Most people don't know much about electric cars. The knowledge gap prompted the creation of a new L.A.-focused website, ElectroMotiveLA.
"People tell me not only do they not know about electric cars, they don't even know where to start," said Stefanie Garden, co-creator of ElectroMotiveLA, which launched Jan. 18.
Automakers have drawn criticism for lack of aggression in marketing electric cars. ElectroMotiveLA — which receives no money from the auto industry – hopes to be a first stop.
The website suggests models to fit individual needs. You can browse cars available in the Los Angeles area, and there are primers on range, charging and the paperwork needed for tax credits and other government incentives.
Garden said ElectroMotiveLA confers with marketers at the car companies and dealerships but accepts no money from them.
It's funded by San Francisco-based 11th Hour
Project, an arm of the Schmidt Family Foundation. The nonprofit grant maker's mission includes reducing fossil-fuel reliance and accelerating the transition to renewable energy.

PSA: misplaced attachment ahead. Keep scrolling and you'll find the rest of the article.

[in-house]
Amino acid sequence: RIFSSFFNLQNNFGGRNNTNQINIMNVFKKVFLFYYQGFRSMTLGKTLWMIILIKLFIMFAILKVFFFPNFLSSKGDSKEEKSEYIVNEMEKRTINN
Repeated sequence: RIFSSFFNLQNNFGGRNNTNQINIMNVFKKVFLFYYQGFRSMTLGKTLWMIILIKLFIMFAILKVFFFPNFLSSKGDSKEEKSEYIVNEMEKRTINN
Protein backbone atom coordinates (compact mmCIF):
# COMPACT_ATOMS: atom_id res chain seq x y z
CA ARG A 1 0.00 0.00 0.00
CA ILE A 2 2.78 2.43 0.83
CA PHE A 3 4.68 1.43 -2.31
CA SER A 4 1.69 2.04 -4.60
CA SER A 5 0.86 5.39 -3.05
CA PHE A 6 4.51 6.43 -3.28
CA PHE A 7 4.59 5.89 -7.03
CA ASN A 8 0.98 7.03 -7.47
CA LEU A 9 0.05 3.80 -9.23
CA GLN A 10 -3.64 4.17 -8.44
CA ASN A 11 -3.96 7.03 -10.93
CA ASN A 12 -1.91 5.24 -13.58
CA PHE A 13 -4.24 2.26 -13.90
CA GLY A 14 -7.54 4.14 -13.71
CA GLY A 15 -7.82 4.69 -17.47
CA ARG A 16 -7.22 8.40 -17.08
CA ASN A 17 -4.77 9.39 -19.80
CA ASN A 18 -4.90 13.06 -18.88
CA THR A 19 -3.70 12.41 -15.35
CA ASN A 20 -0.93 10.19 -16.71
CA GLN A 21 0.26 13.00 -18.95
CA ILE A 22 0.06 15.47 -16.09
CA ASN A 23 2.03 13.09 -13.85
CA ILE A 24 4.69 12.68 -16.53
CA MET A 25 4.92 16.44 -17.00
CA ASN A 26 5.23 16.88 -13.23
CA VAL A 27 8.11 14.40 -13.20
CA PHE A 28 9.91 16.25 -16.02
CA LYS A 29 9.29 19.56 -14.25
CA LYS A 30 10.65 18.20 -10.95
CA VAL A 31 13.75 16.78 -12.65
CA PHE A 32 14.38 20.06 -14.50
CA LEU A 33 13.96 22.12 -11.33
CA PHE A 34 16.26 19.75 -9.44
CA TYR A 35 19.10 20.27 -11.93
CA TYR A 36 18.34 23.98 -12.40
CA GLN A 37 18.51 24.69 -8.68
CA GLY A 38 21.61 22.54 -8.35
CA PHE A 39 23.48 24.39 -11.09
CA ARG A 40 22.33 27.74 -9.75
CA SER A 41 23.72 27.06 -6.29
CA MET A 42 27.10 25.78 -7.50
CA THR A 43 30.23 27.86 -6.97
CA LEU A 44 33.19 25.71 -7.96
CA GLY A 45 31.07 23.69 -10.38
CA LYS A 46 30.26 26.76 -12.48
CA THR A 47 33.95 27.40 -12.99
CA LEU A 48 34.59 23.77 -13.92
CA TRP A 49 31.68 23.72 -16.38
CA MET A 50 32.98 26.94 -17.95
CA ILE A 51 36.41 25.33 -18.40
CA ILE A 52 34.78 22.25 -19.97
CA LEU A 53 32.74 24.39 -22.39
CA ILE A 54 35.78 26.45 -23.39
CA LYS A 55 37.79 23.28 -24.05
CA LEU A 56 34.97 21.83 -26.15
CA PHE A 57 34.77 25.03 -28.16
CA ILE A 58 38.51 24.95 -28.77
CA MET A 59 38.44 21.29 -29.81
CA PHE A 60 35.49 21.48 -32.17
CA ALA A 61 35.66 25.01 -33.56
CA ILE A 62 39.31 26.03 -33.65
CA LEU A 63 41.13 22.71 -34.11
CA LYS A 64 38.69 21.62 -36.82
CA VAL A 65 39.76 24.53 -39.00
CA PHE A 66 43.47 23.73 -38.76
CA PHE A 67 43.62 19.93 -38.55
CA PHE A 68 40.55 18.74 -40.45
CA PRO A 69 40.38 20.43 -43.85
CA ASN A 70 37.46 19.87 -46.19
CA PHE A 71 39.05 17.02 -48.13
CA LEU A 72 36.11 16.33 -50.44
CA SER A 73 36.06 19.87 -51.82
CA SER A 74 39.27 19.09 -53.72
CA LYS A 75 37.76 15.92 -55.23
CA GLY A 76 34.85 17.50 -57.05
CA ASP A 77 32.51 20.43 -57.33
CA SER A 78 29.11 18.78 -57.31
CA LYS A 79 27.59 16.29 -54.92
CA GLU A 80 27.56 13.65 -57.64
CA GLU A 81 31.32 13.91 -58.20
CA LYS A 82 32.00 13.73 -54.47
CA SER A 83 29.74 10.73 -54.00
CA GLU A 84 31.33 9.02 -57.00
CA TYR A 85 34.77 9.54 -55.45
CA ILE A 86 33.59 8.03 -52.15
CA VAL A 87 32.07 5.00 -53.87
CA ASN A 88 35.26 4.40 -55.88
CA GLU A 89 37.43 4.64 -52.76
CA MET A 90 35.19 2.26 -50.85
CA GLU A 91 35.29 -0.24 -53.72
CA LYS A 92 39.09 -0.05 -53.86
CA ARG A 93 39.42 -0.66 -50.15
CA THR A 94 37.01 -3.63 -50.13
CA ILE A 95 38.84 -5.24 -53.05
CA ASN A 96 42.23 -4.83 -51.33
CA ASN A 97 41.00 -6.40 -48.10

"We're trying to decarbonize the transportation sector," 11th Hour program director Jamie Dean said. "There's not enough information available about electric vehicles. Too many people don't know that these are real cars, not golf carts."
But the website focuses less on the environmental benefits and fuel-saving advantages and more on the qualities of the cars themselves.
Most people know that electric motors are cleaner than internal combustion engines. The plan is to get potential buyers to take a serious look at the electric option by appealing to the cool factor and making the education process simple and fun.
In an era of low gasoline prices, electric cars are still in search of popularity. Although California boasts the largest share of the electric car market in the U.S., with nearly 50% of sales, and L.A. is the largest regional market, with about 20% of the total, the unit sales figures are puny. In 2016, according to EV Volumes, only 157,130 electric passenger vehicles were sold in the U.S. out of 17.55 million total.
Dean hopes that rising sales will build more support for California's zero-emission mandate, or ZEV, which requires that 15% of passenger vehicles sold in 2025 emit no tailpipe pollution. Some policymakers worry that the Trump administration could crimp those plans.
"The more we can demonstrate that people want electric vehicles and are buying them, the more it strengthens support for ZEV requirements," she said.
If the website is successful in L.A., its creators say they'll probably try it in other markets.